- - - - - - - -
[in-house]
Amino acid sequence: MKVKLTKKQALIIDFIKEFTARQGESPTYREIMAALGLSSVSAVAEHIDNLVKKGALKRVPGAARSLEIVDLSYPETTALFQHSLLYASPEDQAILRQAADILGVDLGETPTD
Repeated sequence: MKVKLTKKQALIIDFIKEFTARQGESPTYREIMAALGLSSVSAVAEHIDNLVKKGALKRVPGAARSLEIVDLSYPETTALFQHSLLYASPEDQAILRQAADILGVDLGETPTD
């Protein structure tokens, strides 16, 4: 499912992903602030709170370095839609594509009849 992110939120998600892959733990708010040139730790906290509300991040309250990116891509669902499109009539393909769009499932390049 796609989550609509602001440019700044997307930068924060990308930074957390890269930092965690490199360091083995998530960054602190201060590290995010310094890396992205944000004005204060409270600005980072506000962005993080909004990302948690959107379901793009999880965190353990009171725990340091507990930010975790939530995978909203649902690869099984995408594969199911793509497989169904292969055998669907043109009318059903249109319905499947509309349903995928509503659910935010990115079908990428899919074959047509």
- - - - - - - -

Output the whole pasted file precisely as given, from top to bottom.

[in-house]
Amino acid sequence: MKVKLTKKQALIIDFIKEFTARQGESPTYREIMAALGLSSVSAVAEHIDNLVKKGALKRVPGAARSLEIVDLSYPETTALFQHSLLYASPEDQAILRQAADILGVDLGETPTD
Repeated sequence: MKVKLTKKQALIIDFIKEFTARQGESPTYREIMAALGLSSVSAVAEHIDNLVKKGALKRVPGAARSLEIVDLSYPETTALFQHSLLYASPEDQAILRQAADILGVDLGETPTD
């Protein structure tokens, strides 16, 4: 499912992903602030709170370095839609594509009849 992110939120998600892959733990708010040139730790906290509300991040309250990116891509669902499109009539393909769009499932390049 796609989550609509602001440019700044997307930068924060990308930074957390890269930092965690490199360091083995998530960054602190201060590290995010310094890396992205944000004005204060409270600005980072506000962005993080909004990302948690959107379901793009999880965190353990009171725990340091507990930010975790939530995978909203649902690869099984995408594969199911793509497989169904292969055998669907043109009318059903249109319905499947509309349903995928509503659910935010990115079908990428899919074959047509």